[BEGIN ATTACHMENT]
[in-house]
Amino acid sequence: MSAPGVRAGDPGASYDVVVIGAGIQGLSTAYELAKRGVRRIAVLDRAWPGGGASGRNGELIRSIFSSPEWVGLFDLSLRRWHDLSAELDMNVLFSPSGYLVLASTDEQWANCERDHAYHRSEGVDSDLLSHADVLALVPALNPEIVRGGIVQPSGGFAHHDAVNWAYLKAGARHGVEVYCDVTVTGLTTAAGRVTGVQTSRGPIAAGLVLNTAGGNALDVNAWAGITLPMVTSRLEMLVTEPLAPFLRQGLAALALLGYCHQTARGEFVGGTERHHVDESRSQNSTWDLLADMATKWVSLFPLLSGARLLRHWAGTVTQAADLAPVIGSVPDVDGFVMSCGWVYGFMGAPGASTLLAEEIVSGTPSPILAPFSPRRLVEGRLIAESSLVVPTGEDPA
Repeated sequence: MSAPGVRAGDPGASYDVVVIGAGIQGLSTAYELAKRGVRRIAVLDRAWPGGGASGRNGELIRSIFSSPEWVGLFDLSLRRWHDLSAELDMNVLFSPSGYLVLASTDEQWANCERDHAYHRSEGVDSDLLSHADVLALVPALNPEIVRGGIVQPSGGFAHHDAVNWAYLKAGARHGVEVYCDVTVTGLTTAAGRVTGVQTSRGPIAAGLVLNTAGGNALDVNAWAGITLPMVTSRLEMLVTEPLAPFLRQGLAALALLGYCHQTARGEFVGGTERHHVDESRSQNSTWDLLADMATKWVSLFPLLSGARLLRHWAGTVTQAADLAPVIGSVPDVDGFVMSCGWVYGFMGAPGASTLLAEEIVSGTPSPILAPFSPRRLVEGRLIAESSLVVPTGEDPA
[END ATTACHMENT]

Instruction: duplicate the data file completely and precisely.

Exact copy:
[in-house]
Amino acid sequence: MSAPGVRAGDPGASYDVVVIGAGIQGLSTAYELAKRGVRRIAVLDRAWPGGGASGRNGELIRSIFSSPEWVGLFDLSLRRWHDLSAELDMNVLFSPSGYLVLASTDEQWANCERDHAYHRSEGVDSDLLSHADVLALVPALNPEIVRGGIVQPSGGFAHHDAVNWAYLKAGARHGVEVYCDVTVTGLTTAAGRVTGVQTSRGPIAAGLVLNTAGGNALDVNAWAGITLPMVTSRLEMLVTEPLAPFLRQGLAALALLGYCHQTARGEFVGGTERHHVDESRSQNSTWDLLADMATKWVSLFPLLSGARLLRHWAGTVTQAADLAPVIGSVPDVDGFVMSCGWVYGFMGAPGASTLLAEEIVSGTPSPILAPFSPRRLVEGRLIAESSLVVPTGEDPA
Repeated sequence: MSAPGVRAGDPGASYDVVVIGAGIQGLSTAYELAKRGVRRIAVLDRAWPGGGASGRNGELIRSIFSSPEWVGLFDLSLRRWHDLSAELDMNVLFSPSGYLVLASTDEQWANCERDHAYHRSEGVDSDLLSHADVLALVPALNPEIVRGGIVQPSGGFAHHDAVNWAYLKAGARHGVEVYCDVTVTGLTTAAGRVTGVQTSRGPIAAGLVLNTAGGNALDVNAWAGITLPMVTSRLEMLVTEPLAPFLRQGLAALALLGYCHQTARGEFVGGTERHHVDESRSQNSTWDLLADMATKWVSLFPLLSGARLLRHWAGTVTQAADLAPVIGSVPDVDGFVMSCGWVYGFMGAPGASTLLAEEIVSGTPSPILAPFSPRRLVEGRLIAESSLVVPTGEDPA